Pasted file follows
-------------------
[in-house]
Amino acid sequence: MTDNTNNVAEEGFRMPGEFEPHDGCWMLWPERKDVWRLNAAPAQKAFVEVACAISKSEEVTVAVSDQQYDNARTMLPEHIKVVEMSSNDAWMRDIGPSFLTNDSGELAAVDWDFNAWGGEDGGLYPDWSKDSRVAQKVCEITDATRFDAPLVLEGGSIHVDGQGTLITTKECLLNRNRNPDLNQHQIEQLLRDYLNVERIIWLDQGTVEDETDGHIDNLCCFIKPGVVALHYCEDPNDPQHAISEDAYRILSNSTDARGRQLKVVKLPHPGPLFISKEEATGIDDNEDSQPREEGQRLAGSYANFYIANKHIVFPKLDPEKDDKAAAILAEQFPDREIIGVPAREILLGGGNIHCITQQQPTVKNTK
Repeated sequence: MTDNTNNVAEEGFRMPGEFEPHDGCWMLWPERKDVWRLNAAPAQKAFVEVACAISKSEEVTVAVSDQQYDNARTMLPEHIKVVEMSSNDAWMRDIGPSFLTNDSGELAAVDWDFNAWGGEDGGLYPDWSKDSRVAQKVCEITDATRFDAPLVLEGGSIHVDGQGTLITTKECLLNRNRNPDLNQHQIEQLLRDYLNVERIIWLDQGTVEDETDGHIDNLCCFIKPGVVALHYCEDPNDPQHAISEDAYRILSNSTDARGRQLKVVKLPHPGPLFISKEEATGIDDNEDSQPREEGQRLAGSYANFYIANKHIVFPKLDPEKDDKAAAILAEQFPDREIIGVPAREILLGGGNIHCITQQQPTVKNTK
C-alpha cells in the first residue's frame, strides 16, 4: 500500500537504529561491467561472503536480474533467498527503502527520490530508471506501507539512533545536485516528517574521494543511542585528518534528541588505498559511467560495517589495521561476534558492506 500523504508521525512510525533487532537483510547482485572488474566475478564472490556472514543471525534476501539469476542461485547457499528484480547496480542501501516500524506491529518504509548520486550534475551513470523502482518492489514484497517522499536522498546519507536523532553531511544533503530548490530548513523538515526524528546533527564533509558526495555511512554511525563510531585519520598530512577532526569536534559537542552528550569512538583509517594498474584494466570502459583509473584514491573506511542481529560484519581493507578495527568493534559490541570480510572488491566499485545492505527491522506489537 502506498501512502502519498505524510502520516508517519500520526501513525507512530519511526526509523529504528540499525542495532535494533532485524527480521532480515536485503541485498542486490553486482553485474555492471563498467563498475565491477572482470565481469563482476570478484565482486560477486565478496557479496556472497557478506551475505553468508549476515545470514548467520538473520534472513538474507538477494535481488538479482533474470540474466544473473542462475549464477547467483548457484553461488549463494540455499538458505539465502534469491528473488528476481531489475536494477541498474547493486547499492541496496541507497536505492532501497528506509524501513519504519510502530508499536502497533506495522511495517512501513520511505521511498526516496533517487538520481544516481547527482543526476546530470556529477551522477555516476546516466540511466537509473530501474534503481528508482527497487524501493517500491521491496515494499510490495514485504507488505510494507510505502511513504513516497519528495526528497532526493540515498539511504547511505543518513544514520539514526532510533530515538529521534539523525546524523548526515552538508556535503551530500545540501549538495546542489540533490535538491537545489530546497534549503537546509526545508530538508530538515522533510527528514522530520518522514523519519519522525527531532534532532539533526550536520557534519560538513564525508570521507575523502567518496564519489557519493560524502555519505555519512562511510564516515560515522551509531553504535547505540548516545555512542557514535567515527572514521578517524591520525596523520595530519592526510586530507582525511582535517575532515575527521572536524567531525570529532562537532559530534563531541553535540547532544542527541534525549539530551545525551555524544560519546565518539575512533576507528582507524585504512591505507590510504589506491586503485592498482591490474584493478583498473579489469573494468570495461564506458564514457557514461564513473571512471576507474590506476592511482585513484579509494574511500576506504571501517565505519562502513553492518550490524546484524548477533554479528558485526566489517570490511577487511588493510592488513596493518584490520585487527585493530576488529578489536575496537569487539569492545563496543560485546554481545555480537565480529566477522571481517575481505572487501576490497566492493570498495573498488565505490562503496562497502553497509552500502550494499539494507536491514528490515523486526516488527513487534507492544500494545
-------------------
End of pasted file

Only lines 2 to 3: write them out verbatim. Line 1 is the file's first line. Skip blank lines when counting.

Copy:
Amino acid sequence: MTDNTNNVAEEGFRMPGEFEPHDGCWMLWPERKDVWRLNAAPAQKAFVEVACAISKSEEVTVAVSDQQYDNARTMLPEHIKVVEMSSNDAWMRDIGPSFLTNDSGELAAVDWDFNAWGGEDGGLYPDWSKDSRVAQKVCEITDATRFDAPLVLEGGSIHVDGQGTLITTKECLLNRNRNPDLNQHQIEQLLRDYLNVERIIWLDQGTVEDETDGHIDNLCCFIKPGVVALHYCEDPNDPQHAISEDAYRILSNSTDARGRQLKVVKLPHPGPLFISKEEATGIDDNEDSQPREEGQRLAGSYANFYIANKHIVFPKLDPEKDDKAAAILAEQFPDREIIGVPAREILLGGGNIHCITQQQPTVKNTK
Repeated sequence: MTDNTNNVAEEGFRMPGEFEPHDGCWMLWPERKDVWRLNAAPAQKAFVEVACAISKSEEVTVAVSDQQYDNARTMLPEHIKVVEMSSNDAWMRDIGPSFLTNDSGELAAVDWDFNAWGGEDGGLYPDWSKDSRVAQKVCEITDATRFDAPLVLEGGSIHVDGQGTLITTKECLLNRNRNPDLNQHQIEQLLRDYLNVERIIWLDQGTVEDETDGHIDNLCCFIKPGVVALHYCEDPNDPQHAISEDAYRILSNSTDARGRQLKVVKLPHPGPLFISKEEATGIDDNEDSQPREEGQRLAGSYANFYIANKHIVFPKLDPEKDDKAAAILAEQFPDREIIGVPAREILLGGGNIHCITQQQPTVKNTK